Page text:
There were also a game in 2015 where Harvey was actually helped out by his bullpen to help the Mets earn a victory.  On July 31, Harvey was removed from a 1-1 game against the Nationals with two runners on base.  But Tyler Clippard won a 13-pitch battle against Jayson Werth, striking out the hirsute slugger to preserve the tie.  Had Werth driven in a run or two against Clippard, those runs would have been charged to Harvey and the game might never have gone to extra innings.  But because Clippard and the rest of the bullpen (and eventually Wilmer Flores in the 12th inning) did their jobs, Harvey escaped with a no-decision and the Mets escaped with a much-needed win.

So that's four wins where Harvey could very well have been saddled with a loss, but the Mets stormed back to victory.  That 34-35 overall record by the team could have been a more disturbing 30-39 had those rallies not ensued.

It's true that Harvey has been more effective than not.  His 2.66 ERA and 1.03 WHIP in his career says that's the case.  It's also true that the Mets' bats have had a tendency to hit the snooze button more than they've hit baseballs in too many of Harvey's starts.  Harvey has allowed two runs or fewer in 45 of his 69 starts, or 65.2% of the time.  In those starts, the Mets are just 27-18, for a .600 winning percentage.  That might seem okay until you look at how the Mets have fared when Jacob deGrom has allowed two runs or fewer.  DeGrom has held opponents to two runs or fewer in 36 of his 53 starts, or 67.9% of the time, which is not much higher than Harvey's percentage.  However, New York has a phenomenal 29-7 record when deGrom holds opponents to no more than two tallies.  That's good for an .806 winning percentage, which is far higher than Harvey's mark in similar outings.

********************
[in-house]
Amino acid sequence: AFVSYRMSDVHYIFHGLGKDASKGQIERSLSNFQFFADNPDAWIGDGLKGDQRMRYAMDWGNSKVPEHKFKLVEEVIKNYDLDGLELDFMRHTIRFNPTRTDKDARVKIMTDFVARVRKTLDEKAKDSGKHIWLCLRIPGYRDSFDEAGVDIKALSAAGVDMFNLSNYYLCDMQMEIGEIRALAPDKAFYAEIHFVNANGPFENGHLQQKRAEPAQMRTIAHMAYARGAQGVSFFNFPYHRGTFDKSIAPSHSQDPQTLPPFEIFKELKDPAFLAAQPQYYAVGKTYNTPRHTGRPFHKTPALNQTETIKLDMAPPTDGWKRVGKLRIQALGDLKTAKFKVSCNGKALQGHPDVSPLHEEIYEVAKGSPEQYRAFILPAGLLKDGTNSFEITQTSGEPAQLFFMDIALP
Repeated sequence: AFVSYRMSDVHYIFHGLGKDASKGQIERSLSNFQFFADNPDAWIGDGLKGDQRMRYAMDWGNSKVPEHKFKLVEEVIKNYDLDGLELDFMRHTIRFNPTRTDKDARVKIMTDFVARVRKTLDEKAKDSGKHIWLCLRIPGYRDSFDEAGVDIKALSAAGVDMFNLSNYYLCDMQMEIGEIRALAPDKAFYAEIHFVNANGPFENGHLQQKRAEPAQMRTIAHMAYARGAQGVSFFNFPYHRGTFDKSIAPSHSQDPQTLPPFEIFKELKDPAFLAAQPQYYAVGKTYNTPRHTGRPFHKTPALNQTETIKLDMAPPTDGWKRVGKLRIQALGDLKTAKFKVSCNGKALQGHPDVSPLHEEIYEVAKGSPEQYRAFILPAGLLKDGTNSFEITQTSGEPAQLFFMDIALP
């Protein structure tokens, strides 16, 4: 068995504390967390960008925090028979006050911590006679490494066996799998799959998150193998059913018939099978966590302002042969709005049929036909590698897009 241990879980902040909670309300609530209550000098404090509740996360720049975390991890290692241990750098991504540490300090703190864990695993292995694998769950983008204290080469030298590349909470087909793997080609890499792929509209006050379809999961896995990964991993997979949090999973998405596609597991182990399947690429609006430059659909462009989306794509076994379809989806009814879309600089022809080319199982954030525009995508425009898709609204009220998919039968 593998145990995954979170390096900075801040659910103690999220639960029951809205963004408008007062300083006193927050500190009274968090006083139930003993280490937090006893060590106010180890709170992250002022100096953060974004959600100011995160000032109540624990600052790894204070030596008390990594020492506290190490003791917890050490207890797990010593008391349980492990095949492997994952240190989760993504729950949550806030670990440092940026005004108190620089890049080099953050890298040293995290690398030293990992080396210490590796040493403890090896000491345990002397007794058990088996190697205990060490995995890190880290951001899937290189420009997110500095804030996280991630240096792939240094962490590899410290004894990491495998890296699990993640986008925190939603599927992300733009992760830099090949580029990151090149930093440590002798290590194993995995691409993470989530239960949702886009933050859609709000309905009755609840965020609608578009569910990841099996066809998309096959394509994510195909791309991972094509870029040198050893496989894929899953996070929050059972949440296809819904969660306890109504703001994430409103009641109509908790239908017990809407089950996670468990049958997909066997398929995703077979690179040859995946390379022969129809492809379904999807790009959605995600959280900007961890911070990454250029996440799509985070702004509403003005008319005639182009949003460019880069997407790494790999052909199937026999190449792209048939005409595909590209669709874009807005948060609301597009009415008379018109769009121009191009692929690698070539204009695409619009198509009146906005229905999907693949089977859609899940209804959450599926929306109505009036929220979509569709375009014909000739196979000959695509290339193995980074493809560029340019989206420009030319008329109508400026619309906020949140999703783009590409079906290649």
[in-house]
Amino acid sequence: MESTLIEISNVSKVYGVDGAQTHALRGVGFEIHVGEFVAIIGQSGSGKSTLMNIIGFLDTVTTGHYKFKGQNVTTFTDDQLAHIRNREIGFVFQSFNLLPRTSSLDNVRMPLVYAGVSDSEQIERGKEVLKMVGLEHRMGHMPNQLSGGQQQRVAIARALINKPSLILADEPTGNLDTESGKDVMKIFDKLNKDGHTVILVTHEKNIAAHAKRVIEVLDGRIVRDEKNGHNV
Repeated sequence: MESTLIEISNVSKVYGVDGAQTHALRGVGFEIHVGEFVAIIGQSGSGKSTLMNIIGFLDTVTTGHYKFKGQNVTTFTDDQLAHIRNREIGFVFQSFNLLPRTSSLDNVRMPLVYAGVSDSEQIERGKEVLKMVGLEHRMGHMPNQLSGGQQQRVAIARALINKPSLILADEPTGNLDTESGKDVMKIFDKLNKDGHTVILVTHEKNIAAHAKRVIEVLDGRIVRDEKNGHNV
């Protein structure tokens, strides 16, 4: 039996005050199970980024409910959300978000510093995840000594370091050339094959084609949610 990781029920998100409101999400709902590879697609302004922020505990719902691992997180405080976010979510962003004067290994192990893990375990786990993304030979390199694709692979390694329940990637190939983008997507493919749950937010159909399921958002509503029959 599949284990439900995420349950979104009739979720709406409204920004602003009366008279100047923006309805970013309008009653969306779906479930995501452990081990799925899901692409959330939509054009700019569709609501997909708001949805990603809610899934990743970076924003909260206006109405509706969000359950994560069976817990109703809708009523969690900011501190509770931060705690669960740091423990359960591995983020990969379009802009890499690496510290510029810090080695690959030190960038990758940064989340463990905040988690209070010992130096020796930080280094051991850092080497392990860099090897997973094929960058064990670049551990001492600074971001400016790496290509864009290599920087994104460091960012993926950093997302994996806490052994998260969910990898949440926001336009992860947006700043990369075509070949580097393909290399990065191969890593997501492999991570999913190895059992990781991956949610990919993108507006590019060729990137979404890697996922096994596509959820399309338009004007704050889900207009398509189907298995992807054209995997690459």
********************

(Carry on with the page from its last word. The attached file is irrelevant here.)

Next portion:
To summarize, Matt Harvey has been a victim of everything that can contribute to his team's mediocre record in his starts.  He's been a victim of an occasionally shoddy bullpen.  He's also had his teammates take several days off at the plate when he's been on the mound.  But on the flip side, both the bullpen and the offense have also bailed Harvey out a few times.

Sometimes, it's better to be lucky than good.  In Matt Harvey's case, he's been very good throughout his career, but he also hasn't had the best of luck.  Put it all together and you have a four-year career that has produced just 34 victories by his team in his 69 starts.  It's a trend that's been going on for far too long and needs to change very soon if Harvey is ever going to be the type of pitcher everyone expects him to be.  His win against Atlanta last night needs to be the stepping stone for bigger and better things in the future.